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Nijmegen Nijmegen. About Nijmegen. At over years old, Nijmegen has had a pretty full life. Its transition from Roman military camp to modern municipality has not been without growing pains, but today Nijmegen is thriving, largely because of its lively student population and its status as a hub for political activism.
Try to visit during the internationally popular Nijmeegse Vierdaagse four-day walking festival and the epic Zomerfeesten summer party.
Non-Dutch participation continued, with the first Swiss group taking part in In under had taken part,  compared with 1, in In numbers exceeded 2, for the first time, with over 3, in and over 4, in The increase was mainly due to greater civilian participation, civilians outnumbering servicemen in all marches from After a successful trial event in , four—day marches held annually at various locations across the Dutch East Indies between and Organised by the Dutch Indies Athletic Union under the auspices of the NBVLO, these events adhered to the same regulations as the Nijmegen event, with successful participants receiving the same awards, including the Vierdaagse Cross, and the Group Medal.
The Vierdaagse was cancelled after the German invasion , with a local Nijmegen walking club organising an emergency nood in Dutch Four—Days March in August About 1, walkers took part each day, rising to over 2, on the final day, with many participants attending from across the country.
Preparation for the July event included publication of the official rules, which forbade any political display, including uniforms and flags.
In spite of this, the march was banned by the German authorities. A number of small scale four—days walking events did however take place in , including a number of less formal evening walks.
With unauthorised gatherings increasingly restricted, no further events were organised before the end of the war.
Despite Nijmegen suffering considerable war damage , the Vierdaagse recommenced in Nijmegen in with over 4, participants.
The popularity of the Four Days Marches continued to increase, breaking the 10, barrier in The participation in of Prince Claus , husband of Queen Beatrix, helped to boost the event's popularity yet further, with over 20, taking part in and 30, by The number of participants now regularly exceeds 40, Due to this growth, since there has been an upper limit on the number taking part,  with a record 48, registering for the th March in In 6, non-Dutch walkers from 73 countries took part.
Given the hot weather forecast for the following days, the organisers decided to cancel the final three days of the walk, with a special badge awarded to participants instead of the cross.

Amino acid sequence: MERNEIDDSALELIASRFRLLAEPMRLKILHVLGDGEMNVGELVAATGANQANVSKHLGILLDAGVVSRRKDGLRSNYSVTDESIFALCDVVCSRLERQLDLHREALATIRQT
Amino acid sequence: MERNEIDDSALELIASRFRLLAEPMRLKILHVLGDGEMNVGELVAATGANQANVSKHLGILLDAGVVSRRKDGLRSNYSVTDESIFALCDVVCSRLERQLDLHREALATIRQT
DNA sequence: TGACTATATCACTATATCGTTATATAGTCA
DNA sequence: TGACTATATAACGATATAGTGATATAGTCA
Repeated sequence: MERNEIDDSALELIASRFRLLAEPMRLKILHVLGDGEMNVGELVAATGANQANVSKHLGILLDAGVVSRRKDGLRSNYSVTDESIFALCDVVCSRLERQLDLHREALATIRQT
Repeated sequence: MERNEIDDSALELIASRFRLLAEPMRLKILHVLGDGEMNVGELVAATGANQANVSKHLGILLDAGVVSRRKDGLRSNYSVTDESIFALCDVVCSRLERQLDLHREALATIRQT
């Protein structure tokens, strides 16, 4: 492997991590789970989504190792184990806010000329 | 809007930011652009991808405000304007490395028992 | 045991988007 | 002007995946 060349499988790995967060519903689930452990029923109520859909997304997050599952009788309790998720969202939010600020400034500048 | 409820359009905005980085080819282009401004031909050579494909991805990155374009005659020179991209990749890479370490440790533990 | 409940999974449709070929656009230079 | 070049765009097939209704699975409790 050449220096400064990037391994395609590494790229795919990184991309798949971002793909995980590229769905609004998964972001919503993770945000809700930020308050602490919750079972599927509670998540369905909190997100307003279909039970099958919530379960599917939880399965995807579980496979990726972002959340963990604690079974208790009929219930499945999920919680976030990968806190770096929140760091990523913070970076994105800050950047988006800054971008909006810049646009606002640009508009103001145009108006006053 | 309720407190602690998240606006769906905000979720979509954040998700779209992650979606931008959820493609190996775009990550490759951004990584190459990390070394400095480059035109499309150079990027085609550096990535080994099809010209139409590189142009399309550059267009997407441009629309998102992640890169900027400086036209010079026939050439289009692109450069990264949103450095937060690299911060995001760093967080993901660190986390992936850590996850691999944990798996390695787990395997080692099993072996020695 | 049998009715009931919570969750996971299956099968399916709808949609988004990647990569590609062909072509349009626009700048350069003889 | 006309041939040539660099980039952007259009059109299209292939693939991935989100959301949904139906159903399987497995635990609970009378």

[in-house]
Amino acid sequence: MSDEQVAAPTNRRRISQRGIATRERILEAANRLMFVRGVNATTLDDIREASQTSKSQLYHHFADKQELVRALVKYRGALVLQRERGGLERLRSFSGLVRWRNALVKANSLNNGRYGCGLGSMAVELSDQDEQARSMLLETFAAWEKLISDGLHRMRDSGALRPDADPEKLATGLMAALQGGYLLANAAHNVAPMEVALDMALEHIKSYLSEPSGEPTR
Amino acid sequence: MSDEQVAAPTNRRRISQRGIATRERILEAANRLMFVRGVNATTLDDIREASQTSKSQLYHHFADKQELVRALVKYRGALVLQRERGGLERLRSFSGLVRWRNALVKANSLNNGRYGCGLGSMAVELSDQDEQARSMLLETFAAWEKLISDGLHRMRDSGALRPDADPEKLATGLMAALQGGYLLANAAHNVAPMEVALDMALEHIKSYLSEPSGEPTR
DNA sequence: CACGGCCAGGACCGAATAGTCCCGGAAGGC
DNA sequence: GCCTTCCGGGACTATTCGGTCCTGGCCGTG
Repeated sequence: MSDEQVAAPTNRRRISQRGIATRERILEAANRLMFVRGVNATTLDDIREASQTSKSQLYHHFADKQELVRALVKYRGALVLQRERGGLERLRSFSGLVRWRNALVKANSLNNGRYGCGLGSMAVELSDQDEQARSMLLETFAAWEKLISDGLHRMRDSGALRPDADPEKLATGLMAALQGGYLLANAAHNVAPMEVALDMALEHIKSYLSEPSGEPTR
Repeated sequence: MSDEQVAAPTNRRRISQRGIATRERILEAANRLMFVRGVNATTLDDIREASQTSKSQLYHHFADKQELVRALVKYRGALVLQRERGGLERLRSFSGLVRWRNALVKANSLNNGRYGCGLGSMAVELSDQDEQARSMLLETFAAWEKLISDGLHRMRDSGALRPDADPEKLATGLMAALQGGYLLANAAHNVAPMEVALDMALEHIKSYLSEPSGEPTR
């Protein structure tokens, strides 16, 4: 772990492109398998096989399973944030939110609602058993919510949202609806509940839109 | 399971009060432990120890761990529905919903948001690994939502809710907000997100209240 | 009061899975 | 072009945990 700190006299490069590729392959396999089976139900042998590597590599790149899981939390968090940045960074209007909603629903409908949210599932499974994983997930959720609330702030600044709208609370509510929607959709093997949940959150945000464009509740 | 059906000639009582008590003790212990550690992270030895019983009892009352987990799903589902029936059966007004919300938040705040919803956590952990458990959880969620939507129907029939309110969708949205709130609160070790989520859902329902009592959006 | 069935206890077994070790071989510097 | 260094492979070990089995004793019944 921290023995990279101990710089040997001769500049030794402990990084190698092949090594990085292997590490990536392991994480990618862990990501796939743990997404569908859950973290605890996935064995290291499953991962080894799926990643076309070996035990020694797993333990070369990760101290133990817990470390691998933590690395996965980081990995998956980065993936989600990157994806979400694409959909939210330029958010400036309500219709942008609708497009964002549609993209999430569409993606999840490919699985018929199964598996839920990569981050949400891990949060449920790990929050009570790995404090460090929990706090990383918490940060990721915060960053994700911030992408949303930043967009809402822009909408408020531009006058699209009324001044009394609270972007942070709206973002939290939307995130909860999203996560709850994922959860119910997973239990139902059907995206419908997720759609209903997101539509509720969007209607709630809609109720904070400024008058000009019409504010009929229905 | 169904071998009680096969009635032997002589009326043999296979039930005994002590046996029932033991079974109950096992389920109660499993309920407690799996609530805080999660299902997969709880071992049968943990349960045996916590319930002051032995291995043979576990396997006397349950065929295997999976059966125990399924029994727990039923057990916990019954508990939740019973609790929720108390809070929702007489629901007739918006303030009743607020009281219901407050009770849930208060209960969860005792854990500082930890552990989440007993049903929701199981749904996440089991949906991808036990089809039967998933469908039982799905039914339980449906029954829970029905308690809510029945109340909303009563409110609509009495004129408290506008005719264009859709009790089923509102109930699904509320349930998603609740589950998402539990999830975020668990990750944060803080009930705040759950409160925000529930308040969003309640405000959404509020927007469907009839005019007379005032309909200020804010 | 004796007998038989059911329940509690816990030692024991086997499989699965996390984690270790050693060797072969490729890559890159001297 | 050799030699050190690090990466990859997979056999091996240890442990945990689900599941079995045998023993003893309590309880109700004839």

Error: Oops! An error has occurred. We've sent you an email so you can confirm your subscription. The old pubs around the Grote Markt were very nice, especially 'in den Blaauwe Hand'.
Nibbles was a very nice place to eat, highly recommended. Nijmegen is very easy to get around, everything is within walking distance.
The center is on a hill, which is something people who are less fit should be aware of. Nightlife wasn't great, there's one area filled with only teenagers and one other club we visited was full of people who weren't overly enthusiastic.
Perhaps we didn't find the good spots. Nijmegen is a wonderful old town, impressing buildings, nice cafes and restaurant. There are many shops and you can enjoy shopping in a big city very much.
There are also interesting museums around, espacially the africa museum in berg en dal is worth a visit. Lots of great restaurants and a compact city to walk around in, and not far from the train station.
There are lots of stuff to visit - which I didn't get to do as I was working - which I'll do when I return! Lots of nice scenery, pubs and restaurants.
Nijmegen has some nice concert venues as well. The beautiful late gothich Stevenskerk church is certainly worth a visit.
The whole city centre is compact enough to discover completely on foot. A ten minutes bicycle or car ride away there are some beautiful woody hills and polders for a nice walk.
Small City with all the classical Netherland Shops and sights. Cheese Shop, Coffee Shops, Bakeries and lots of small interior design stores.
We loved that you are out of the city in no time and can enjoy walking along the water and through woods.
It was not touristy at all and we enjoyed it a lot more than Amsterdam. Very relaxing and easy to get around on foot. Our daughter spent a year abroad at the Uni in this town, so we visited a lot during this time.
Fell in love with the town. And still keep returning. Only a 10 minute drive to Germany, easy transport links to places like Dusseldorf and Amsterdam.
Full of history and some amazing looking buildings. And if you planning on visiting the Netherlands just for their 'recreational freedom' then this is the place to go.
Less touristy than Amsterdam but still with the availability that you're after. And if you like vodka I'd recommend visiting Kollektief Kafee Bijstand….
Literally like 30 odd different flavours!! I surprised my fellow travellers with this hotel and it didn't disappoint, we all loved it - it felt very unique.
The welcome we received from Rose was warm and friendly, our rooms were well appointed and really well done. Great breakfast followed our comfortable night and we would all thoroughly recommend this 'Boat Hotel'.